Collecting Connecticut

After enjoying the festivities of the Fourth, why not make it a whole weekend of early American history research? The Junto asked Barbara Austen, Archivist at the Connecticut Historical Society, to introduce the institution’s collections and digital projects.

JUNTO: Can you describe the scope of the CHS collections, and how researchers  can access materials online/onsite? Any special collections items and  letters, or favorite “puzzles” that you’d like to highlight here?

AUSTEN: CHS collections include letters, diaries, financial records, account books, family papers and some business and organizational records from the 17th to the 20th centuries. Thanks to a grant from the National Historical Publications and Records Commission (NHPRC), nearly all of our manuscripts have a basic catalog record in our online catalog. We also have a number of finding aids available from our catalog main page, the social diaries of a Hartford woman, Mary Morris, and a description of Civil War collections (static since about 2000) online.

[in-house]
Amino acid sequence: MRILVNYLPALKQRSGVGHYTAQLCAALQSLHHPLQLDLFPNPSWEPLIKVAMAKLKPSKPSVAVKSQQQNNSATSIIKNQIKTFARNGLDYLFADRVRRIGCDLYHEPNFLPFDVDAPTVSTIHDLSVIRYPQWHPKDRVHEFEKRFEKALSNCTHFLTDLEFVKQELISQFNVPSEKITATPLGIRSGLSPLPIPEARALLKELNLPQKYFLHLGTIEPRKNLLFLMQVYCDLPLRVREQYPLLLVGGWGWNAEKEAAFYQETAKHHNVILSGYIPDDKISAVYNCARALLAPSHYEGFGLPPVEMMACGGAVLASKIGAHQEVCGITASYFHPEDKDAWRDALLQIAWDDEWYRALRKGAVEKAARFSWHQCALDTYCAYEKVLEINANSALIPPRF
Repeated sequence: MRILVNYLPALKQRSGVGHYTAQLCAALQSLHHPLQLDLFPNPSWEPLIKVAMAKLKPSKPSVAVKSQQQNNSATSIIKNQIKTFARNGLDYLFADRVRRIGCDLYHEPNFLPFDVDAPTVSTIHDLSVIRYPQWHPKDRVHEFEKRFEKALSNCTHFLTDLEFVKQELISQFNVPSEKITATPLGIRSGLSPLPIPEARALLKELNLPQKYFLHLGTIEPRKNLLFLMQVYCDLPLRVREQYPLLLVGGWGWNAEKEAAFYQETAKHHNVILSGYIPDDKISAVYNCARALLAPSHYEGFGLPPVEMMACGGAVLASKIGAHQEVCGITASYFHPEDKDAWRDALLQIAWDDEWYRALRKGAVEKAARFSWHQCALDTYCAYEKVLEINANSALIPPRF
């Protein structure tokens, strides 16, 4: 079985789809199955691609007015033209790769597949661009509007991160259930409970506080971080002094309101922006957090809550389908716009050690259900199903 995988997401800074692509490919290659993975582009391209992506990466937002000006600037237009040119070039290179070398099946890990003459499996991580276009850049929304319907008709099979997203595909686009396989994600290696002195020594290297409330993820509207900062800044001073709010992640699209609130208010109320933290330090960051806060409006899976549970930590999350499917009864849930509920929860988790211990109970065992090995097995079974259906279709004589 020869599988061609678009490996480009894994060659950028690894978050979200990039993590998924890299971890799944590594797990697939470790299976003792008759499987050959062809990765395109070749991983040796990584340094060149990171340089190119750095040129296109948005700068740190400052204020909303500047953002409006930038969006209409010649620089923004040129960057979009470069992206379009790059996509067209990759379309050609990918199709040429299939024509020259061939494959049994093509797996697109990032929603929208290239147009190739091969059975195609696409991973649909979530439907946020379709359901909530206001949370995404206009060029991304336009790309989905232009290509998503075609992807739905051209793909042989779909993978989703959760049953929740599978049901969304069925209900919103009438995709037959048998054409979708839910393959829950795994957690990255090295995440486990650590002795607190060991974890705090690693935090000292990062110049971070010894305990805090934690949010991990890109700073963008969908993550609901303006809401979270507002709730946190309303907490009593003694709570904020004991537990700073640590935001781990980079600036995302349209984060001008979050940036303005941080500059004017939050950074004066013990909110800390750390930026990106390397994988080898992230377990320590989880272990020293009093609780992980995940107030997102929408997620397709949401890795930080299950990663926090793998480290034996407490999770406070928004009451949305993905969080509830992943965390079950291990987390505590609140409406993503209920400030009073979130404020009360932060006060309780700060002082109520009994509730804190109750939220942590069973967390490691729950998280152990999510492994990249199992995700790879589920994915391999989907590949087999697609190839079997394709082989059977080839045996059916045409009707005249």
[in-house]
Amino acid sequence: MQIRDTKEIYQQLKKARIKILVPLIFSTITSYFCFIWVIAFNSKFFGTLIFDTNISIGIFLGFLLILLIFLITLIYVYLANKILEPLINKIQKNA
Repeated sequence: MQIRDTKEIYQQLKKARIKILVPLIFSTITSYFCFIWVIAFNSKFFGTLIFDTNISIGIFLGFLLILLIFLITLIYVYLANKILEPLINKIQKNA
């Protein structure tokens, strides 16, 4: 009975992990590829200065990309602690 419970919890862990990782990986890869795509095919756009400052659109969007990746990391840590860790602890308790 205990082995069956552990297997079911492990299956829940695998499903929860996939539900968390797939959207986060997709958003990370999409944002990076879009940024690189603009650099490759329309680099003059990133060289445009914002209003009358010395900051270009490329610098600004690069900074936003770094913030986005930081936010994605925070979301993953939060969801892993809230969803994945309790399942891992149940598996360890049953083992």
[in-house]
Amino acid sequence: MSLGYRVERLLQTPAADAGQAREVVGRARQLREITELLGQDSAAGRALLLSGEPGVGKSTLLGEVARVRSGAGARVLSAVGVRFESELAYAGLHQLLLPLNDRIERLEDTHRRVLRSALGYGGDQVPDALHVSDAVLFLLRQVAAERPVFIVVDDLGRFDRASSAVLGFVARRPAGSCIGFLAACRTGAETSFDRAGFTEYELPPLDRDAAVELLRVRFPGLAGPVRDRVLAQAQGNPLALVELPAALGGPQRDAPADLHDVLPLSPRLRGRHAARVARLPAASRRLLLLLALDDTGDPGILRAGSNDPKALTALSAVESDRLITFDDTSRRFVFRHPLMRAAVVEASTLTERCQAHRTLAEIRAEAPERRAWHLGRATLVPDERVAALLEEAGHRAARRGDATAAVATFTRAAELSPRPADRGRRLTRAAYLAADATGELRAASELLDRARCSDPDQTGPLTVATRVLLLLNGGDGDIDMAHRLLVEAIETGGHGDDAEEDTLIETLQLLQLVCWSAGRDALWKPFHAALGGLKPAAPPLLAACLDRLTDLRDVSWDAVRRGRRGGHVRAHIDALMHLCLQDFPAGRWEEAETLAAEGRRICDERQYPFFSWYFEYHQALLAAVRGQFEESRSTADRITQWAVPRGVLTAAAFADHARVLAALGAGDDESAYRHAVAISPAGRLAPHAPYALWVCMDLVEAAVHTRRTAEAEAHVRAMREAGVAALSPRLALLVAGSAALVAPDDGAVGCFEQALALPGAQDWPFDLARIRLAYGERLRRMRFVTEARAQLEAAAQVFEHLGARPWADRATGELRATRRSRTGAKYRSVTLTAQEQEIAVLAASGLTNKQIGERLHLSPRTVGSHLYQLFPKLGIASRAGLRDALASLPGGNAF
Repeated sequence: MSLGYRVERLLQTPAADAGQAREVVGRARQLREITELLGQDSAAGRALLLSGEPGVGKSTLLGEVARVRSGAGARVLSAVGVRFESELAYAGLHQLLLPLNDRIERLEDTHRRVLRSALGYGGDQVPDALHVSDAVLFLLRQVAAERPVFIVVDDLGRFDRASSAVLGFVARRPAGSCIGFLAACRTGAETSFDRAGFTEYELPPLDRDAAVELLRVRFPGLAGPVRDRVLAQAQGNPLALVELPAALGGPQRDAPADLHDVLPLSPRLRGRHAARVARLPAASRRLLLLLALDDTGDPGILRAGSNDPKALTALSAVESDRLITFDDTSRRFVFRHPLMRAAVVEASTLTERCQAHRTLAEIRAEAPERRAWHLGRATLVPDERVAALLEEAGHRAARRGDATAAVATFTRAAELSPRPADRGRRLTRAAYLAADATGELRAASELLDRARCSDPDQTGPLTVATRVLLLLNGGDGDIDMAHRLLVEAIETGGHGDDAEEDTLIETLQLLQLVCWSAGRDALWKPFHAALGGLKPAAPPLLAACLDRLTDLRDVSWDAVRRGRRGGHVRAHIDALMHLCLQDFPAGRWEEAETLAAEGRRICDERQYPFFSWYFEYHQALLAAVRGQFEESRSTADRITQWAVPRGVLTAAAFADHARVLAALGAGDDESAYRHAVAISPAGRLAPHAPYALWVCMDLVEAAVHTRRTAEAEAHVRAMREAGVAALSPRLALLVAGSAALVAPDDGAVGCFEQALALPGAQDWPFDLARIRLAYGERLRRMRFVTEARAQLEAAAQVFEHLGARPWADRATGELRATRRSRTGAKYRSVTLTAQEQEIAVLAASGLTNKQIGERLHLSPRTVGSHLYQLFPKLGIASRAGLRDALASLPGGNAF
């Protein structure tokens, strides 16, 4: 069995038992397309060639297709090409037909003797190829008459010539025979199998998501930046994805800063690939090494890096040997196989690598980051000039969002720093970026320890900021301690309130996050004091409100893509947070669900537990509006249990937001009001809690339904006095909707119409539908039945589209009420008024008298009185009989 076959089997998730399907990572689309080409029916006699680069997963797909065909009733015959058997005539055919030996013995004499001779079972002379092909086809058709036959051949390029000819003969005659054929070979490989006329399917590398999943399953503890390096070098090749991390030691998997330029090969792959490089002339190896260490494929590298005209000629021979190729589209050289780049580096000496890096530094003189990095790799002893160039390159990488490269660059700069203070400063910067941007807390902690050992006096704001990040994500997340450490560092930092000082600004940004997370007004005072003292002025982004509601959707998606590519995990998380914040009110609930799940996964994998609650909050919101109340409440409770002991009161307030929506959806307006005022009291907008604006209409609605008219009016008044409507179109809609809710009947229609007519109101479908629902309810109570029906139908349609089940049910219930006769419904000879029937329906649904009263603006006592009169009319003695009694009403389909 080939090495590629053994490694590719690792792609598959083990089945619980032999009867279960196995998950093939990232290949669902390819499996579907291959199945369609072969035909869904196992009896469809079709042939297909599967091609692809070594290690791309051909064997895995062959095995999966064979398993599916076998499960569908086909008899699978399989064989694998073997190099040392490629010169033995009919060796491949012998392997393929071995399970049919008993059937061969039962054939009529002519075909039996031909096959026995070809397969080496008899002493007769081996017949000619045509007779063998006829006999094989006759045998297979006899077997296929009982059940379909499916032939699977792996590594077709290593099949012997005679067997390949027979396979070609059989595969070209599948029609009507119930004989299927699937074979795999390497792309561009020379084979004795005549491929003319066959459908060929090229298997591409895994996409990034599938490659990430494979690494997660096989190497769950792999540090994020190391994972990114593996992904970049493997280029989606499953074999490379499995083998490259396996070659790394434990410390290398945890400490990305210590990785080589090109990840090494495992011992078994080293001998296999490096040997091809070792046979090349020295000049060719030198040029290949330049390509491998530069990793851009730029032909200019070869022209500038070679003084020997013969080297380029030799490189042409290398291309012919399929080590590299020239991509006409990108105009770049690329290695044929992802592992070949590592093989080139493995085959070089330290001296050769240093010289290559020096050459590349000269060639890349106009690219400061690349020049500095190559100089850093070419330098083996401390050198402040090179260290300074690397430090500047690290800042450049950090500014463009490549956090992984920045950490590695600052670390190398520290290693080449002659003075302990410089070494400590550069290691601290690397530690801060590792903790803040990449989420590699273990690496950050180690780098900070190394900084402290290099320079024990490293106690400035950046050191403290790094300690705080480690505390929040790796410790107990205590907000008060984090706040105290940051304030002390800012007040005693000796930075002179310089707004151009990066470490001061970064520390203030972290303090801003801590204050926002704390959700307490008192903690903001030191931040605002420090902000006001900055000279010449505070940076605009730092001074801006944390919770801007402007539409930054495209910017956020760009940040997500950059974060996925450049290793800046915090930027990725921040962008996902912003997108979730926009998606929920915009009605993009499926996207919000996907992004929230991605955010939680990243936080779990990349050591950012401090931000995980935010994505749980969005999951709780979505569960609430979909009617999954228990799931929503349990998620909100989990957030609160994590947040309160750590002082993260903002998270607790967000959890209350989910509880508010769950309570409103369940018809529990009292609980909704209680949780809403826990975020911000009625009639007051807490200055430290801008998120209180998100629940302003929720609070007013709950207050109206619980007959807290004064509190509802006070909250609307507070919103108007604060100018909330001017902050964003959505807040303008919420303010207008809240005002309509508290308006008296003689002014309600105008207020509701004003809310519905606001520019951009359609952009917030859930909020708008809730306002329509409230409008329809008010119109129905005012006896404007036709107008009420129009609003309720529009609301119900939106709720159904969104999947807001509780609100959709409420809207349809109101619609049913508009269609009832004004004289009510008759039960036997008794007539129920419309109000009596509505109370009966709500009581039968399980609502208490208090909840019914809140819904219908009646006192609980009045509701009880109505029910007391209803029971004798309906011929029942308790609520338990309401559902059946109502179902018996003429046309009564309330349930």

One of my favorite collection pieces, aside from the Charlotte Cowles letters, is the diary of Hannah Hadassah Hickock at age 18. She lived in Farmington, Connecticut, and is perhaps best known as the mother of the Smith sisters who protested taxation without representation in Glastonbury, Connecticut, and had their cows seized in payment of those taxes. Reading Hannah’s diary, one gets an idea of where the “sisters” got their spunk. Although her entries are rather brief, she does not hesitate to express her opinions of other people, in particular one young man whom she really could not abide. One other gem is a diary/receipt book kept by Nathan Hale, which unfortunately does not reveal anything about an assignment as a spy. There are undoubtedly many other treasures that wait to be discovered since during the cataloging project we undertook over the past four years, quantity was more important than detail; we know we missed some things using the approach of More Product/Less Process, the idea that getting the word out there about a collection is more important than analyzing it in detail. We hope that as researchers use the collections, they will let us know about what they are finding so we can refine our descriptions.